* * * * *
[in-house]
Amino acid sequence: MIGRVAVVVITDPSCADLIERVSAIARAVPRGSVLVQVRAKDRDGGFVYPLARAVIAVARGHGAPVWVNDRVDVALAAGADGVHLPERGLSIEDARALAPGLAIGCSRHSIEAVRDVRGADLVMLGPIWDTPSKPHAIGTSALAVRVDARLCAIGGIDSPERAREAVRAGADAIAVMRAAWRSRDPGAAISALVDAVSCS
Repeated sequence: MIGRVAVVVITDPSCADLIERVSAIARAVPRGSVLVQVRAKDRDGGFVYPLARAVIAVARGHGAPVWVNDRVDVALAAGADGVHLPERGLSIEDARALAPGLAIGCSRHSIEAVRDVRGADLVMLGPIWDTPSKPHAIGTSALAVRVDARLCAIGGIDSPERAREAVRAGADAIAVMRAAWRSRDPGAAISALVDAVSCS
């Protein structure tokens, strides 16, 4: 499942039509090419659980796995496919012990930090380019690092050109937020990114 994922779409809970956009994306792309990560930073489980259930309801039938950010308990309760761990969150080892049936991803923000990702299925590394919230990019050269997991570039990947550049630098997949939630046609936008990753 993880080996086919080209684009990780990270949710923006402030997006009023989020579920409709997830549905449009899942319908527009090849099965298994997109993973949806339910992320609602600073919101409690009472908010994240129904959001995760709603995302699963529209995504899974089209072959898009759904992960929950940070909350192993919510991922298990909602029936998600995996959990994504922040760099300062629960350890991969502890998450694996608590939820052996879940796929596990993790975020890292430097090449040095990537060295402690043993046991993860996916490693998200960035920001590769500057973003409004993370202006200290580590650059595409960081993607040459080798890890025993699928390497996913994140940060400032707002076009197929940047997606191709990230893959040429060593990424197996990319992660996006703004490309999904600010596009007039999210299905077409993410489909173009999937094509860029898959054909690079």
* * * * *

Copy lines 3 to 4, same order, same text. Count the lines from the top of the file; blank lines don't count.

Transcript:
Repeated sequence: MIGRVAVVVITDPSCADLIERVSAIARAVPRGSVLVQVRAKDRDGGFVYPLARAVIAVARGHGAPVWVNDRVDVALAAGADGVHLPERGLSIEDARALAPGLAIGCSRHSIEAVRDVRGADLVMLGPIWDTPSKPHAIGTSALAVRVDARLCAIGGIDSPERAREAVRAGADAIAVMRAAWRSRDPGAAISALVDAVSCS
């Protein structure tokens, strides 16, 4: 499942039509090419659980796995496919012990930090380019690092050109937020990114 994922779409809970956009994306792309990560930073489980259930309801039938950010308990309760761990969150080892049936991803923000990702299925590394919230990019050269997991570039990947550049630098997949939630046609936008990753 993880080996086919080209684009990780990270949710923006402030997006009023989020579920409709997830549905449009899942319908527009090849099965298994997109993973949806339910992320609602600073919101409690009472908010994240129904959001995760709603995302699963529209995504899974089209072959898009759904992960929950940070909350192993919510991922298990909602029936998600995996959990994504922040760099300062629960350890991969502890998450694996608590939820052996879940796929596990993790975020890292430097090449040095990537060295402690043993046991993860996916490693998200960035920001590769500057973003409004993370202006200290580590650059595409960081993607040459080798890890025993699928390497996913994140940060400032707002076009197929940047997606191709990230893959040429060593990424197996990319992660996006703004490309999904600010596009007039999210299905077409993410489909173009999937094509860029898959054909690079």